was visible, Saul turned aside for a moment, as Eastern wayfarers are wont, from public observation. David and his followers were seated in the innermost recesses of the cave, and saw, without being seen, the King come in and sit down, spreading his

At
Engedi.

one

41 Sam. xxiv. 14, xxvi. 20; Heb.

6

one flea.'

See Lecture XXI. and Wright's
Life of David, p. 108.

2 We cease to follow the events with exactness, partly from ignorance of the localities, partly because the same event seems to be twice narrated (1 Sam. xxiii. 19-24, xxvi. 1-4; and perhaps 1 Sam. xxiv. 1-22, xxvi. 5–25).

1 Sam. xxii. 16.

• Ibid. xxiii. 14, 22 (Heb. ‘foot'), 24 (LXX.), xxiv. 11, xxvi. 2, 20. 6 Ibid. xxiii, 25-29.

Ibid. xxiv. 1, 2.

Ibid. xxiv. 3, to cover his feet.' The Oriental usage leaves no doubt as to the nature of the act intended.

wide robe, as is usual in the East on such occasions, before and behind the person so occupied. There had been an augury, a prediction of some kind, that a chance of securing his enemy would be thrown in David's way. The followers in their dark retreat suggest that now is the time. David, with a characteristic mixture of humour and generosity, descends and silently cuts off the skirt of the long robe from the back of the unconscious and preoccupied King, and then ensued the pathetic scene of remonstrance and forgiveness, which shows the true affection that lived beneath the hostility of the two rivals. The third meeting (if it can be distinguished from the one just given) was again in the wilderness of Ziph. The King was entrenched in a regular camp, formed by the usual Hebrew fortification of waggons and baggage. Into this enclosure David penetrated by night, and carried off the cruse of water, and the wellknown royal spear? of Saul, which had twice so nearly transfixed him to the wall in former days. The same scene is repeated as at Engedi—and this is the last interview between Saul and David. Return, my son David; for I will no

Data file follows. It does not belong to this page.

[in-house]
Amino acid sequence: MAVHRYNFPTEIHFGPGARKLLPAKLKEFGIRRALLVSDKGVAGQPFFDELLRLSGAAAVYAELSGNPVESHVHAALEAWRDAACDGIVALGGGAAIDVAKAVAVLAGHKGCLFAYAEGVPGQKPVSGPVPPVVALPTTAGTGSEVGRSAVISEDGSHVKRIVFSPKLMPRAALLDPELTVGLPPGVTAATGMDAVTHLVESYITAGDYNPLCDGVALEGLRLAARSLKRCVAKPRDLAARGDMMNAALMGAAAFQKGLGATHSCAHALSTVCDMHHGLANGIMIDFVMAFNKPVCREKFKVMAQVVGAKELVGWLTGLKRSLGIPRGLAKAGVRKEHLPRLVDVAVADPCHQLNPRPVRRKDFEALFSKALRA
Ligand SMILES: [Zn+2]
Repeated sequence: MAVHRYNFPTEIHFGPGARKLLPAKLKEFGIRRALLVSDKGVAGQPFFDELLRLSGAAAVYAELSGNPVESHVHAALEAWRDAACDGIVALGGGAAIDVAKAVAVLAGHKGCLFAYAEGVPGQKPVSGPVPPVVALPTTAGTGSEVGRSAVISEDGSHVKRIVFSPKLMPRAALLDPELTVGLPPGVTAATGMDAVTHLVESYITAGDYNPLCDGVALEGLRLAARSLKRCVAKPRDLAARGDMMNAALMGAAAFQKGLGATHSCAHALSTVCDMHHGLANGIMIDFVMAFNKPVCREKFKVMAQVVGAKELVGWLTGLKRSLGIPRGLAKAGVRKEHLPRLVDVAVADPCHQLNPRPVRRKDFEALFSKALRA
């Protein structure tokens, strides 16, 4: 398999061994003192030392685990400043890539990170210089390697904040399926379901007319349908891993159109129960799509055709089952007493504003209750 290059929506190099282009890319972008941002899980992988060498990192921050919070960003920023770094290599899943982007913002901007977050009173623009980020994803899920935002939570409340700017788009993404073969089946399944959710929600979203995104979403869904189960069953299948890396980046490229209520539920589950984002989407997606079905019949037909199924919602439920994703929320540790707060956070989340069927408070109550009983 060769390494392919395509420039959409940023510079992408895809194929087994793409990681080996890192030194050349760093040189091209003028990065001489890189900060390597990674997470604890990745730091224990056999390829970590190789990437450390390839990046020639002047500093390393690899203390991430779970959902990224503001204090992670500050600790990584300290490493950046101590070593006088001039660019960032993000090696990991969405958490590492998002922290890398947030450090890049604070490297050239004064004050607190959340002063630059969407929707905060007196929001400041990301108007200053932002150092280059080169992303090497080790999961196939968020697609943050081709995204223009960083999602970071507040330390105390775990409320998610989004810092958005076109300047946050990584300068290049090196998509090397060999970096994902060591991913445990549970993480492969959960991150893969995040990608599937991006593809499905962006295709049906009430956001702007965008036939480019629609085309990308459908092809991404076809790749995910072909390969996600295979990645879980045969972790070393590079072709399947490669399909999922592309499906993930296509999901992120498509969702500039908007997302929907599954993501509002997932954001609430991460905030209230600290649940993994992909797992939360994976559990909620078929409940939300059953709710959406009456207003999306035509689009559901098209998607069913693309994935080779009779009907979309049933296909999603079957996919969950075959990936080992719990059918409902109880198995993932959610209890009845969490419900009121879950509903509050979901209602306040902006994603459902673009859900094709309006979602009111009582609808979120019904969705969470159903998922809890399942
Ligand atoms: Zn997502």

more do thee harm, because my soul was precious in thine • eyes this day. . . . . Blessed be thou, my son David; 'thou shalt both do great things and also shalt prevail.'3

The crisis was now passed. The earlier stage of David's life is drawing to its close. Samuel was dead, and with him the house of Ramah was extinct. Saul had ceased to be dangerous, and the end of that troubled reign was rapidly approaching. David is now to return to a greater than his former position, by the same door through which he left it, as an ally of the Philistine kings. We seem for a moment to find him in one of the levels of life, which like many transitional epochs have the least elevation. He comes back

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si Sam. xxvi. 7, 11, 22.

Ibid. 25.

i 1 Sam. xxiv. 4.

• Ibid. xxiv. 8-22. For the Mussulman legend, see Weil, p. 156.